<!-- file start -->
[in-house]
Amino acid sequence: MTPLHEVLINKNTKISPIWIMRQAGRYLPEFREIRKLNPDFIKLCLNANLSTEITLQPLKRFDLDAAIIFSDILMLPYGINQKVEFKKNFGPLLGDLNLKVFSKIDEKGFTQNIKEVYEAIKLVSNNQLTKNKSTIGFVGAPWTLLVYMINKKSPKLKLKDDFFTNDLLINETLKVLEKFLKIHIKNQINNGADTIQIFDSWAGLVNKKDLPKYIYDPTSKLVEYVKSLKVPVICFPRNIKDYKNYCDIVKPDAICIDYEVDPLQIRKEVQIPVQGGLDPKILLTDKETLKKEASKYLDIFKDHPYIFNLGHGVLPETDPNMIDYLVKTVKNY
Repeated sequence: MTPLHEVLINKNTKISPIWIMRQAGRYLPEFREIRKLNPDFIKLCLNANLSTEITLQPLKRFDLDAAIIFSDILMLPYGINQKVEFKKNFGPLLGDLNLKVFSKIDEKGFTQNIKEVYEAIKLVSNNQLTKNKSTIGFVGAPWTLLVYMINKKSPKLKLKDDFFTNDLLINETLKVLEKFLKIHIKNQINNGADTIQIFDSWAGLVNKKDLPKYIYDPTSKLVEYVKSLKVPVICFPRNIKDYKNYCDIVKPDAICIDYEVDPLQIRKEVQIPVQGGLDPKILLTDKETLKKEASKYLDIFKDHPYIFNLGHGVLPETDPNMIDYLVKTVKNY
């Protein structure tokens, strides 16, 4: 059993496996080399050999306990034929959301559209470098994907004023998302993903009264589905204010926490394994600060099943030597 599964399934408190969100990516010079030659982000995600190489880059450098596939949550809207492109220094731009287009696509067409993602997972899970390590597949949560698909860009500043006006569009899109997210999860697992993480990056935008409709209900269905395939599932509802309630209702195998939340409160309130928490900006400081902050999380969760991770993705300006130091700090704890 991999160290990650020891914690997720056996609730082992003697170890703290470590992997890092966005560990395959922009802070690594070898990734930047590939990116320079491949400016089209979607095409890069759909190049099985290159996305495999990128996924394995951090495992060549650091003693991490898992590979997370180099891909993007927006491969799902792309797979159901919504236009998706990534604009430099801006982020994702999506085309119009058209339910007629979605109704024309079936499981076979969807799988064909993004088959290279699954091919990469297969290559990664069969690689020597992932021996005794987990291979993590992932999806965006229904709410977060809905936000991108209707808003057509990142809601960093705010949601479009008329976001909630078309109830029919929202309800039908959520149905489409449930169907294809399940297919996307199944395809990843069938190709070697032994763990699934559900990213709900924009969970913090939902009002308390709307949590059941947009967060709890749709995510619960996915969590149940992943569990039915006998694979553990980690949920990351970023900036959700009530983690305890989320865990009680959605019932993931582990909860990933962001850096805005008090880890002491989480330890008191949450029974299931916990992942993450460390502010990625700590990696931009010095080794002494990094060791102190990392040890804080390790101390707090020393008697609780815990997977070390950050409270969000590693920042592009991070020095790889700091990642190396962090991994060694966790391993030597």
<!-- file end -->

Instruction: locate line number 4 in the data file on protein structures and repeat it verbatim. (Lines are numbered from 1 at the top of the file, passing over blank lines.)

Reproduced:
């Protein structure tokens, strides 16, 4: 059993496996080399050999306990034929959301559209470098994907004023998302993903009264589905204010926490394994600060099943030597 599964399934408190969100990516010079030659982000995600190489880059450098596939949550809207492109220094731009287009696509067409993602997972899970390590597949949560698909860009500043006006569009899109997210999860697992993480990056935008409709209900269905395939599932509802309630209702195998939340409160309130928490900006400081902050999380969760991770993705300006130091700090704890 991999160290990650020891914690997720056996609730082992003697170890703290470590992997890092966005560990395959922009802070690594070898990734930047590939990116320079491949400016089209979607095409890069759909190049099985290159996305495999990128996924394995951090495992060549650091003693991490898992590979997370180099891909993007927006491969799902792309797979159901919504236009998706990534604009430099801006982020994702999506085309119009058209339910007629979605109704024309079936499981076979969807799988064909993004088959290279699954091919990469297969290559990664069969690689020597992932021996005794987990291979993590992932999806965006229904709410977060809905936000991108209707808003057509990142809601960093705010949601479009008329976001909630078309109830029919929202309800039908959520149905489409449930169907294809399940297919996307199944395809990843069938190709070697032994763990699934559900990213709900924009969970913090939902009002308390709307949590059941947009967060709890749709995510619960996915969590149940992943569990039915006998694979553990980690949920990351970023900036959700009530983690305890989320865990009680959605019932993931582990909860990933962001850096805005008090880890002491989480330890008191949450029974299931916990992942993450460390502010990625700590990696931009010095080794002494990094060791102190990392040890804080390790101390707090020393008697609780815990997977070390950050409270969000590693920042592009991070020095790889700091990642190396962090991994060694966790391993030597």